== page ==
The Church in Stepps is more than a hundred years old, having celebrated its centenary in the year 2000. Stepps Parish Church is born out of union of St Andrew’s Parish Church and Whitehill Parish Church in 1983. We are the only Church of Scotland congregation serving the community of Stepps, Cardowan, Millerston, Crowwood and Frankfield. We enjoy fellowship and partnering in serving Jesus alongside our fellow Christians who worship in St Joseph’s Roman Catholic Church in Cardowan and the United Free Church in Millerston.

In this present ministry we have met the challenges placed on us by the Glasgow Presbytery Plan. We embraced these challenges and, with God’s guidance, have transformed them into opportunities, discovering new ways to “Be Church”. The congregation was given a five year Reviewable Tenure. Our Take Stepps Mission Plan has served to enthuse and infuse our Christian Discipleship and enlivened our desire to bring the Good News of Jesus to those we serve.

The future of the church and how we change to be more fit for God’s Purpose is under a radical review. Much of this is yet uncertain. However we acknowledge that, post Covid 19 and in view of the ever quickening changes in society, radical change is vital in reshaping Jesus’ Mission and equipping His church for the years to come.

We know that God who has guided us in our partnership in Jesus' Ministry will show us new ways of service and new patterns of worship as we strive to serve in His Name.


Our beautiful little church was designed by one of the pre-eminent designers of Scottish religious buildings, Peter MacGregor Chalmers 1859 - 1922. His work can be seen across Scotland and in the islands off the West coast.

Peter MacGregor Chalmers was born in 1859, and on completion of his training he set up his own premises in Bath Street, Glasgow.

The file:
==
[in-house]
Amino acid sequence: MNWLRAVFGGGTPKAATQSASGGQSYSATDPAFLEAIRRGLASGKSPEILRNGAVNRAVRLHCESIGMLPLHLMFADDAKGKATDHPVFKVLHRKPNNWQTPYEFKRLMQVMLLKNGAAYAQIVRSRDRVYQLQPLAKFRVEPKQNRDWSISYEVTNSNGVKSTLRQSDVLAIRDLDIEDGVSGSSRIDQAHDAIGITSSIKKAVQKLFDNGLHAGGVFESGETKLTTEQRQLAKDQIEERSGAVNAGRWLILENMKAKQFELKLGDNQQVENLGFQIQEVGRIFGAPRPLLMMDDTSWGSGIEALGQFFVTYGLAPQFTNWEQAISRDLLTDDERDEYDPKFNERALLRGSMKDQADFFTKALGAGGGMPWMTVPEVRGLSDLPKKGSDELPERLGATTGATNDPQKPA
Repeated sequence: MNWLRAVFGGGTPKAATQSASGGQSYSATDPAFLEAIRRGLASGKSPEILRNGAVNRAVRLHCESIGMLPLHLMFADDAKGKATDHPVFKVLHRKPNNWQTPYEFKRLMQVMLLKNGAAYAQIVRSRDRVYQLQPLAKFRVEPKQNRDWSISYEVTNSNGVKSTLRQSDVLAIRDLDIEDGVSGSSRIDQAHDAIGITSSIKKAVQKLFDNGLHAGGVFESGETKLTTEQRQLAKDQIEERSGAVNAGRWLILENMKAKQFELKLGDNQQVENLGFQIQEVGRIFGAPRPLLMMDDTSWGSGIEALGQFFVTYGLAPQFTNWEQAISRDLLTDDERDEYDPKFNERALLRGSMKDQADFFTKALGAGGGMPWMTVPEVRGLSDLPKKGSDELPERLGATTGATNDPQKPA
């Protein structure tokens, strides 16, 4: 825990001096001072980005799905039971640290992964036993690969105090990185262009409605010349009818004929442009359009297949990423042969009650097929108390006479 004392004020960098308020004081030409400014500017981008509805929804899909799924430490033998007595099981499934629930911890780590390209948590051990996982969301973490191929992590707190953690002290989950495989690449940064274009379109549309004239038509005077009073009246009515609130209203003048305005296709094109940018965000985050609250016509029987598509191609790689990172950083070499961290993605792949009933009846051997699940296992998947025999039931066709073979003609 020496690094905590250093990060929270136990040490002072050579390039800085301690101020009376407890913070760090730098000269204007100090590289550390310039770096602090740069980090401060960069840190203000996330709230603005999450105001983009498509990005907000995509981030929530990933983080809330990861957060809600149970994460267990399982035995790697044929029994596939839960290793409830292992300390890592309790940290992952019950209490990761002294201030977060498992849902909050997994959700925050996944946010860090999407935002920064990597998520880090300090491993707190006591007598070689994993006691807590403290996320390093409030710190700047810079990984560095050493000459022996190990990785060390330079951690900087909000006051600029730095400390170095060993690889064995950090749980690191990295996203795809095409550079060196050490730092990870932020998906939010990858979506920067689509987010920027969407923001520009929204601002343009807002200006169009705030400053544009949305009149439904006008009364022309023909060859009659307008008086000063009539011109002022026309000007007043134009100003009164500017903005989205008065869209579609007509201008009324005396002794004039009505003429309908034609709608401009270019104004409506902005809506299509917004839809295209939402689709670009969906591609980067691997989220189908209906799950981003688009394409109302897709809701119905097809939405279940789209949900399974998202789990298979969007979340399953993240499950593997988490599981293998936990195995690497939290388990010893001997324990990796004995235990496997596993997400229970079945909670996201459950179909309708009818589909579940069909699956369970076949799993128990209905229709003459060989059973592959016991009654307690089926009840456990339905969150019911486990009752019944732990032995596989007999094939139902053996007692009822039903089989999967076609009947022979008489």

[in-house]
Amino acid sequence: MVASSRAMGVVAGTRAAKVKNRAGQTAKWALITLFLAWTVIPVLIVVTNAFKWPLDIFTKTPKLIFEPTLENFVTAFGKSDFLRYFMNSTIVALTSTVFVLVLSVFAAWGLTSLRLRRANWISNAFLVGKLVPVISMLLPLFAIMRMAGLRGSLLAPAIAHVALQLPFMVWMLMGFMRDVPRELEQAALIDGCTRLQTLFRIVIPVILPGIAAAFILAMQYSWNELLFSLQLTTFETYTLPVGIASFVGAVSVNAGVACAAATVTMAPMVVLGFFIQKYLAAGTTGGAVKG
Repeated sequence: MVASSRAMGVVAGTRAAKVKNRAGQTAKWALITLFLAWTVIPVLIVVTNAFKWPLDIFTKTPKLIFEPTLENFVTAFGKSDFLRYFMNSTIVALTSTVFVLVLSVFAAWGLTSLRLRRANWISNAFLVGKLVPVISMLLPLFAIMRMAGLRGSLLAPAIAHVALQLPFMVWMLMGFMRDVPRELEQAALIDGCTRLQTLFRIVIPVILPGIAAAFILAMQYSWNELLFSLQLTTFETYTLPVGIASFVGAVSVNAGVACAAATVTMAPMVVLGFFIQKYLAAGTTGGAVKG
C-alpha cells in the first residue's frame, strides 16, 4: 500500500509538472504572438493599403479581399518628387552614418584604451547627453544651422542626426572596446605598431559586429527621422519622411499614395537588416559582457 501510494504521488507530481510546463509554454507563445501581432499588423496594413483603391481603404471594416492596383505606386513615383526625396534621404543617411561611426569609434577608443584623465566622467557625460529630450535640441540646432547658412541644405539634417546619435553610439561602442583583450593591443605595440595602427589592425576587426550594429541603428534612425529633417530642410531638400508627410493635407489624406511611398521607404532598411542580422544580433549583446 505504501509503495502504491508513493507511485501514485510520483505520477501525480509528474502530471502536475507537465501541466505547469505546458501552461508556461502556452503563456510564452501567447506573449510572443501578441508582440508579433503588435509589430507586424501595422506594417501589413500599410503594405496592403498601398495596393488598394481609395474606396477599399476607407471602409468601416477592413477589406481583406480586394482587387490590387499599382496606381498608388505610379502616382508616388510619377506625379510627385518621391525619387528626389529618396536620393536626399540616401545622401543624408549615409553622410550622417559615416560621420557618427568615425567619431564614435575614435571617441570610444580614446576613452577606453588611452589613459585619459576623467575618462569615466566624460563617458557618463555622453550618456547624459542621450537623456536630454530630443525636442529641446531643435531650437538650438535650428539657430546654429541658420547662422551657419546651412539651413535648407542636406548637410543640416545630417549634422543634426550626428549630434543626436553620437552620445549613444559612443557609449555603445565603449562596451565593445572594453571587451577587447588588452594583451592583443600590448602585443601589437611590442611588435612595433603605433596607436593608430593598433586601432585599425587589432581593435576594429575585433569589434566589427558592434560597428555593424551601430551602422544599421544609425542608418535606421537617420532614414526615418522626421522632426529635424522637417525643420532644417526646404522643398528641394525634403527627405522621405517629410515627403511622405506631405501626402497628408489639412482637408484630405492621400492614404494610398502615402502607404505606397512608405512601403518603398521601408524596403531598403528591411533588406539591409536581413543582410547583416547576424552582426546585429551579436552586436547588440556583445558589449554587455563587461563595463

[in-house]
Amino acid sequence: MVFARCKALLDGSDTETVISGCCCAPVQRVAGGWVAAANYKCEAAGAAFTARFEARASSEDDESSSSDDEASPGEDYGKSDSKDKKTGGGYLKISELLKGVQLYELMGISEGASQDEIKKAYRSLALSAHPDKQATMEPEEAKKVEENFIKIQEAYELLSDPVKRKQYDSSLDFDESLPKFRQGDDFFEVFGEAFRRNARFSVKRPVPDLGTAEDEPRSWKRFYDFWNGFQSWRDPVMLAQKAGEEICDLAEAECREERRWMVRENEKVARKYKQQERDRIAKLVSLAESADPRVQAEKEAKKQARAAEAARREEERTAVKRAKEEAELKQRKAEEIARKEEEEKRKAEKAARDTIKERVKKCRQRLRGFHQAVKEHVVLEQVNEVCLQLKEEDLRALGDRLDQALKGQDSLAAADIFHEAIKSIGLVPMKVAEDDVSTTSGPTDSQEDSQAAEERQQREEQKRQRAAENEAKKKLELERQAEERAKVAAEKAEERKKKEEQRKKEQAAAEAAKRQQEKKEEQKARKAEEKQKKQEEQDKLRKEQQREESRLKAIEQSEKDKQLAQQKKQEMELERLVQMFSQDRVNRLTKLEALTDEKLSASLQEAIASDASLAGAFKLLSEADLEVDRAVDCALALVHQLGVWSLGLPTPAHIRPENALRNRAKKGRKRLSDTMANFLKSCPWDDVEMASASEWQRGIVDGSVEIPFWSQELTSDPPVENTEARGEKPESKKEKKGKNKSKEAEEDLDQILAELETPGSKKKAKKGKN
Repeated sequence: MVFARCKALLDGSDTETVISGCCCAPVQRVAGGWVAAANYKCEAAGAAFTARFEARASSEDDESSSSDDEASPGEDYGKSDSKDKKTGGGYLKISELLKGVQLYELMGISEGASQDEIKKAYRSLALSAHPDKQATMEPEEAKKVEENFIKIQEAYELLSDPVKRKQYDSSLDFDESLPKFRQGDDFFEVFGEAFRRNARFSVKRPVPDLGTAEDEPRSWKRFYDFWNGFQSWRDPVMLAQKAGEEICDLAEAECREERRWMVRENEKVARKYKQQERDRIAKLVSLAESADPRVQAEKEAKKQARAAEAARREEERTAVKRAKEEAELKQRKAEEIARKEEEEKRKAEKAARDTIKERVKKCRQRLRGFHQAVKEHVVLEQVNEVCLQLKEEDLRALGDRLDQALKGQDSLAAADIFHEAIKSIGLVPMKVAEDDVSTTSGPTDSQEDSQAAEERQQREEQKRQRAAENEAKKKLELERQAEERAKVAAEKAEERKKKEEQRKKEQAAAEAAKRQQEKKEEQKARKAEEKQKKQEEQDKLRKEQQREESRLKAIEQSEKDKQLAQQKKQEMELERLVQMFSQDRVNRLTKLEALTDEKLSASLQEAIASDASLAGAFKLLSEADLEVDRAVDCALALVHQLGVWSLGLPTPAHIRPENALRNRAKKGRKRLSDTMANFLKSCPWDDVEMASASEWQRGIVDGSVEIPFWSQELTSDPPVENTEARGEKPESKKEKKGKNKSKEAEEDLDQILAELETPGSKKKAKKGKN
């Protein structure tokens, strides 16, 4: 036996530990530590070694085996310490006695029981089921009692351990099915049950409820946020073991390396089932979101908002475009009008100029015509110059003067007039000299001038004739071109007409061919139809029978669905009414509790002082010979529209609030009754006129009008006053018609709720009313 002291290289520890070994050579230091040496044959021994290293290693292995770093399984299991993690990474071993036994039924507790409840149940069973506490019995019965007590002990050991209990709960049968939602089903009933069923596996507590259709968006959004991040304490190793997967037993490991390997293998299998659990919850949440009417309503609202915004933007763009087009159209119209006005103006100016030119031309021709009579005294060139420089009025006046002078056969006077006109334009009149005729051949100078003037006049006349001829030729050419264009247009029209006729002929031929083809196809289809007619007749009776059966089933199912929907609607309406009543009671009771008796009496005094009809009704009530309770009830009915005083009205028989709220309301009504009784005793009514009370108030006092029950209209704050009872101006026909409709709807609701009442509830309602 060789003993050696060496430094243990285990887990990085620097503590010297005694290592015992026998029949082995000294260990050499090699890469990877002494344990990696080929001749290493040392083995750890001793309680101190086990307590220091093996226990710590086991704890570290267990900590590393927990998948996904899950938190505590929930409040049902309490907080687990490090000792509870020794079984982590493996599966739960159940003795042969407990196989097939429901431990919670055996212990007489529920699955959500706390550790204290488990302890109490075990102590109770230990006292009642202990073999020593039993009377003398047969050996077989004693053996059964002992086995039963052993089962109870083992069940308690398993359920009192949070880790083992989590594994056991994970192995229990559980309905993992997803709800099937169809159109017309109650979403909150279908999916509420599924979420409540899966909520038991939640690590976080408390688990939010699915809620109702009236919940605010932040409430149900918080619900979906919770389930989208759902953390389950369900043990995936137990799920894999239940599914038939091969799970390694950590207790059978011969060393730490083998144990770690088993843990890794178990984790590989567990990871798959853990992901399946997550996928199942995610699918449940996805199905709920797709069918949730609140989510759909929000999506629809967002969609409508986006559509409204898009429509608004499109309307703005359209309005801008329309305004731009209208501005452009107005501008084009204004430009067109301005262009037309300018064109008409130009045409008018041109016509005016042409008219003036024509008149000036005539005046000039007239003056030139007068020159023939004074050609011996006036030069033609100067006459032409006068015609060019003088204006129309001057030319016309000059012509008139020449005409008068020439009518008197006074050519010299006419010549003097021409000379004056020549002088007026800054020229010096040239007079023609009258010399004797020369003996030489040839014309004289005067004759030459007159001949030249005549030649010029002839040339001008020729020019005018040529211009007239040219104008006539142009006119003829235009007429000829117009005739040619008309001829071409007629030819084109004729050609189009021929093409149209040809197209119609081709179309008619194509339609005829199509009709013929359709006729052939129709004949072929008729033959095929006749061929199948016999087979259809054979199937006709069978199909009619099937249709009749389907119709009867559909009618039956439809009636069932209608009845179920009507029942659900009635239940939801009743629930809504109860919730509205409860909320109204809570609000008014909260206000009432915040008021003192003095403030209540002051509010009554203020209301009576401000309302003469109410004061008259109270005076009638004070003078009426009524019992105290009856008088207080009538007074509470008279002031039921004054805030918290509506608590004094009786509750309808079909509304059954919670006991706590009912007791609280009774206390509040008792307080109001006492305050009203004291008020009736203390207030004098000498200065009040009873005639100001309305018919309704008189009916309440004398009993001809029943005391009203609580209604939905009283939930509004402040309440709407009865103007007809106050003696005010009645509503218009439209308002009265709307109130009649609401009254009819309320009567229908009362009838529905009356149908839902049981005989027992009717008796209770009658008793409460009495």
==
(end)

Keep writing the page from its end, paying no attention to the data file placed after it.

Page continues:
He designed the church to reflect the scale and simplicity of the village of Stepps. Built in the form of a cross from red Ballochmyle sandstone it was opened in 1900. It is very similar to some other churches designed by Chalmers and built in the same red sandstone, including St Margaret’s Polmadie (1900) and St Andrew’s Kirn (1910).

His work was obviously admired by those who worshipped near any of his new buildings, as there are outcrops of his churches in certain areas of Scotland, for example Cowal, the Clyde Coast, Edinburgh, Fife and the Inner Hebrides.

Chalmers’ work was not confined to designing new buildings. He was involved in important restoration work, notably the remodelling of Iona Abbey, the restoration of the Iona Nunnery and the restoration of Paisley Abbey. Sadly, he died of a heart attack at the age of 63 while working on this project, and it was completed by the architect Sir Peter Lorimer.

He is buried with his wife in Glasgow Necropolis, his grave marked by a very simple headstone, which seems a little inappropriate for a man whose work created some of the most beautiful religious buildings in Scotland.